Ever wonder if you’re spending too much time online?
Does the phrase ‘digital detox ‘send you into a full-on, heart racing panic?
So, it’s been calculated that the average person in the UK checks their phone 200 times a day. That’s A LOT. However, if that’s the number an average person spends checking, then what about the rest of us who have their phones with them all day (and next to them all night!).
For many of us, our connectivity to friends and apps that beep at us constantly is pretty much a 24/7 thing. Last year a really interesting bit of research was done where thousands of young people were asked about their phones , it seems that although we are daunted by the idea of switching off, many of us think it’s time for a break but just don’t know how to go about it.
This is a GREAT quote.......
“By disconnecting from our devices (phones, tablets, etc), we reconnect with ourselves, each other, our communities and the world around us...becoming more present, authentic, compassionate and understanding. Given the space to unplug from the noisy world, we are able to re-evaluate our path, take stock in life, strengthen our relationships, and move forward with a sense of purpose and belonging.”
There are a lot of really positive things about our online relationships and that’s especially apparent during the COVID19 pandemic: it’s kept us in contact with others, maintained friendships and in many ways the endless scrolling of our social media feeds has helped keep us sane! However, if we were being honest with ourselves, we probably know that not everything about our phones is doing us good, mentally or emotionally.
Many people have tried to switch off for a bit and found it’s been a really positive experience. For those of us who have tried once but given up as it was just too hard, then perhaps it’s not quite time to completely abandon the idea but try a new or less drastic course of action?!
Here’s 5 ways you can give yourself a full or partial pause from social media, why not pick a few and see how you get on?
Turn off notifications
Maybe a complete digital detox seems way too hard, so start small. Why not try turning off notification alerts from your apps for a day? Or part of a day? Maybe just an hour? Perhaps, you could just turn it on silent or remove the banner function in your settings, so your phone isn’t lit up constantly with messages?
Set yourself realistic goals
Try to find the balance between being realistic and challenging yourself. Committing to an entire digital free week will be too difficult to begin with, why not start with an hour, then three hours, then a day? Or perhaps set yourself an allowance of a certain number of minutes a day where you’re allowed on your phone. It’s your detox- you make the rules.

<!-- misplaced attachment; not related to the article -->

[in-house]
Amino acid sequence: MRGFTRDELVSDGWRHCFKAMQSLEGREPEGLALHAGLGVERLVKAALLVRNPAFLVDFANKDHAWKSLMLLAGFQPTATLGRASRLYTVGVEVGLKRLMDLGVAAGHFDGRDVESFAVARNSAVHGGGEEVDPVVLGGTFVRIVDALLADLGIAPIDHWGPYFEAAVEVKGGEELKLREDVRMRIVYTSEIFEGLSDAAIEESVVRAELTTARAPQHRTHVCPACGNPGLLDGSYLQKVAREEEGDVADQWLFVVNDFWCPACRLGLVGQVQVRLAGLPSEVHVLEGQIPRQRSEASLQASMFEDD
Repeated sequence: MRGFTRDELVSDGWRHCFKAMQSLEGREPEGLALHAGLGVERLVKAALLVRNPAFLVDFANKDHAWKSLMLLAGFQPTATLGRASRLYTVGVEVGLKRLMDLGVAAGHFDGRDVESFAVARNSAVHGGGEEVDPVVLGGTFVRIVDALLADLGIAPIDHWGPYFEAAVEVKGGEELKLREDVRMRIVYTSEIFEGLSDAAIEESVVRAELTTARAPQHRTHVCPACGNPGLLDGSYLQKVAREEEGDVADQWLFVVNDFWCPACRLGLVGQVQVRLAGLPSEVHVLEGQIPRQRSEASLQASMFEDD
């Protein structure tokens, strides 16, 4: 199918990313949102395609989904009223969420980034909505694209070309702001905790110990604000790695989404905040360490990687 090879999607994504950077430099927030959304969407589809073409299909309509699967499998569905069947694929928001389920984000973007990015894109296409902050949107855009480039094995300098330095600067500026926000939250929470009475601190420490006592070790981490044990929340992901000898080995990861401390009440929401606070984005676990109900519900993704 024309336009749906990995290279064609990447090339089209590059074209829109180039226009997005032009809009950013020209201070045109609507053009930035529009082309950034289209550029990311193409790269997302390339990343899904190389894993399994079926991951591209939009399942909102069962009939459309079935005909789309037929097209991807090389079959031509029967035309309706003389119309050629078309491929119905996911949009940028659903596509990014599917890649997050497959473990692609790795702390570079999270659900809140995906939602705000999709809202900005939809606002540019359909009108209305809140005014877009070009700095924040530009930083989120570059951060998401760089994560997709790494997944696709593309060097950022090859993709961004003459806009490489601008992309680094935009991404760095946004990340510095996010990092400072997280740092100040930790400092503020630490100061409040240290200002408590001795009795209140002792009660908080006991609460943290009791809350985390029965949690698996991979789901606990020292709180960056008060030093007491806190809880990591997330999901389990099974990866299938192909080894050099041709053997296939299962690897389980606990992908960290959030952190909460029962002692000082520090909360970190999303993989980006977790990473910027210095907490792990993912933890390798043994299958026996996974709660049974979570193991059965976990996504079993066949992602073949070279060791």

Spring clean your apps
Removing apps you don’t use or having an unfollow session from time to time can be a really positive experience. Do you have those on your social media feeds whose posts annoy, frustrate or make you feel bad about yourself? Maybe it’s time to unfollow? Certain sites now allow you to do this without the person knowing. Also declutter your apps, think of it like a spring clean for your phone.
Arrange some quality alternatives
Why not use the time offline to try and reconnect with yourself or people in your life? Perhaps read a book or arrange to go out for a meal or a coffee (without your phone or with it switched off)! Go out and enjoy the world! When was the last time you watched a film or flicked through a magazine without stopping to check your phone every few minutes? Embrace the break.
Try storing your phone in another room overnight
For many of us, picking up the phone is our first move of the day, wondering if we’ve missed something big overnight. However more often than not we find that absolutely NOTHING interesting has taken place in the few hours we’ve been asleep, so why not store your phone away from the room you sleep in? Your sleep quality will be better and you won’t get disturbed by notifications or junk mail coming in overnight. This may mean settling for another sort of alarm, but it will stop you hopping onto Twitter/Snapchat or Instagram straight before sleep and first thing in the morning.